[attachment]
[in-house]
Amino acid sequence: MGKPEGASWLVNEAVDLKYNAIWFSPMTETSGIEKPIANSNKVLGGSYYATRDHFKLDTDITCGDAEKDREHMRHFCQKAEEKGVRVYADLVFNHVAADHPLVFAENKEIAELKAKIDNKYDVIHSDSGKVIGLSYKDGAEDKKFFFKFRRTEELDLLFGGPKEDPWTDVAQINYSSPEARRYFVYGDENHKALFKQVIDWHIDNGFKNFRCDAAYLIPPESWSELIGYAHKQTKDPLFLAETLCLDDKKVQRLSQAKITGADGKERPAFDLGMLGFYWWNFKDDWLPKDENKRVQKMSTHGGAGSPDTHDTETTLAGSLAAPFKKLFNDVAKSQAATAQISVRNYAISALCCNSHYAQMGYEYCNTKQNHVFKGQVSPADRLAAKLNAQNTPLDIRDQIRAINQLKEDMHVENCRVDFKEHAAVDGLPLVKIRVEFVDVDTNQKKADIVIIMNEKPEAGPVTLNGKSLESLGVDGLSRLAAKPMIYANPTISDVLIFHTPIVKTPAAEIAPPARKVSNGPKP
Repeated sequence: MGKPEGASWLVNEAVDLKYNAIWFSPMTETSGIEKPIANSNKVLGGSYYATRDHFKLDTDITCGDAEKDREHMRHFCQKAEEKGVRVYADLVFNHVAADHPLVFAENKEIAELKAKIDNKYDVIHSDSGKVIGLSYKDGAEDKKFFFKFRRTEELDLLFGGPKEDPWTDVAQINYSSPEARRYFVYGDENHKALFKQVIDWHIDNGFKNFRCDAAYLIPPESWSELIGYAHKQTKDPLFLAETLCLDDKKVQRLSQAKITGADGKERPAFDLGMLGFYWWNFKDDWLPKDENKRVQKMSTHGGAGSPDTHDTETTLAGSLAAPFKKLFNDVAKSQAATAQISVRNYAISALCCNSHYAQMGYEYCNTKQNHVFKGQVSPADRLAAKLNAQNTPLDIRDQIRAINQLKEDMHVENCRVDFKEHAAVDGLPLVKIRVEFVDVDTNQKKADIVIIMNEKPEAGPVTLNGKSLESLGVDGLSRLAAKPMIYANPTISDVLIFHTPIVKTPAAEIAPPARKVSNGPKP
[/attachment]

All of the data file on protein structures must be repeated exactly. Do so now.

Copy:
[in-house]
Amino acid sequence: MGKPEGASWLVNEAVDLKYNAIWFSPMTETSGIEKPIANSNKVLGGSYYATRDHFKLDTDITCGDAEKDREHMRHFCQKAEEKGVRVYADLVFNHVAADHPLVFAENKEIAELKAKIDNKYDVIHSDSGKVIGLSYKDGAEDKKFFFKFRRTEELDLLFGGPKEDPWTDVAQINYSSPEARRYFVYGDENHKALFKQVIDWHIDNGFKNFRCDAAYLIPPESWSELIGYAHKQTKDPLFLAETLCLDDKKVQRLSQAKITGADGKERPAFDLGMLGFYWWNFKDDWLPKDENKRVQKMSTHGGAGSPDTHDTETTLAGSLAAPFKKLFNDVAKSQAATAQISVRNYAISALCCNSHYAQMGYEYCNTKQNHVFKGQVSPADRLAAKLNAQNTPLDIRDQIRAINQLKEDMHVENCRVDFKEHAAVDGLPLVKIRVEFVDVDTNQKKADIVIIMNEKPEAGPVTLNGKSLESLGVDGLSRLAAKPMIYANPTISDVLIFHTPIVKTPAAEIAPPARKVSNGPKP
Repeated sequence: MGKPEGASWLVNEAVDLKYNAIWFSPMTETSGIEKPIANSNKVLGGSYYATRDHFKLDTDITCGDAEKDREHMRHFCQKAEEKGVRVYADLVFNHVAADHPLVFAENKEIAELKAKIDNKYDVIHSDSGKVIGLSYKDGAEDKKFFFKFRRTEELDLLFGGPKEDPWTDVAQINYSSPEARRYFVYGDENHKALFKQVIDWHIDNGFKNFRCDAAYLIPPESWSELIGYAHKQTKDPLFLAETLCLDDKKVQRLSQAKITGADGKERPAFDLGMLGFYWWNFKDDWLPKDENKRVQKMSTHGGAGSPDTHDTETTLAGSLAAPFKKLFNDVAKSQAATAQISVRNYAISALCCNSHYAQMGYEYCNTKQNHVFKGQVSPADRLAAKLNAQNTPLDIRDQIRAINQLKEDMHVENCRVDFKEHAAVDGLPLVKIRVEFVDVDTNQKKADIVIIMNEKPEAGPVTLNGKSLESLGVDGLSRLAAKPMIYANPTISDVLIFHTPIVKTPAAEIAPPARKVSNGPKP